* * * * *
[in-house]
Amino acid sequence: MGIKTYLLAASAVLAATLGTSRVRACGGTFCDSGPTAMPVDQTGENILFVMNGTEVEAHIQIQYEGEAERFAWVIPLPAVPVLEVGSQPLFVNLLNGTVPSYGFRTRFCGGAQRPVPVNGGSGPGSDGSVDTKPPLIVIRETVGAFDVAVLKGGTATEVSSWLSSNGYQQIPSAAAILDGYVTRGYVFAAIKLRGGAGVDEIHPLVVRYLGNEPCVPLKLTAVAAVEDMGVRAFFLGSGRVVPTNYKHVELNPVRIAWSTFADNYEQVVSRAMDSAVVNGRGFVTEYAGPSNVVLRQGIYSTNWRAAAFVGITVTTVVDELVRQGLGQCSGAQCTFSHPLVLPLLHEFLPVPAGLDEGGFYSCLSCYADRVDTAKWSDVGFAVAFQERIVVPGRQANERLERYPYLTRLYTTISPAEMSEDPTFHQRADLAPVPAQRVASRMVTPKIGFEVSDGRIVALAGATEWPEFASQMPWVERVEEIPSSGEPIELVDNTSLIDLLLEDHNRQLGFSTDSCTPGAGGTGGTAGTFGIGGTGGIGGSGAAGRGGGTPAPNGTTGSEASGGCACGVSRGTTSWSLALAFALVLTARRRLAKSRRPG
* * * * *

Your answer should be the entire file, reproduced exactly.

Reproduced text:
[in-house]
Amino acid sequence: MGIKTYLLAASAVLAATLGTSRVRACGGTFCDSGPTAMPVDQTGENILFVMNGTEVEAHIQIQYEGEAERFAWVIPLPAVPVLEVGSQPLFVNLLNGTVPSYGFRTRFCGGAQRPVPVNGGSGPGSDGSVDTKPPLIVIRETVGAFDVAVLKGGTATEVSSWLSSNGYQQIPSAAAILDGYVTRGYVFAAIKLRGGAGVDEIHPLVVRYLGNEPCVPLKLTAVAAVEDMGVRAFFLGSGRVVPTNYKHVELNPVRIAWSTFADNYEQVVSRAMDSAVVNGRGFVTEYAGPSNVVLRQGIYSTNWRAAAFVGITVTTVVDELVRQGLGQCSGAQCTFSHPLVLPLLHEFLPVPAGLDEGGFYSCLSCYADRVDTAKWSDVGFAVAFQERIVVPGRQANERLERYPYLTRLYTTISPAEMSEDPTFHQRADLAPVPAQRVASRMVTPKIGFEVSDGRIVALAGATEWPEFASQMPWVERVEEIPSSGEPIELVDNTSLIDLLLEDHNRQLGFSTDSCTPGAGGTGGTAGTFGIGGTGGIGGSGAAGRGGGTPAPNGTTGSEASGGCACGVSRGTTSWSLALAFALVLTARRRLAKSRRPG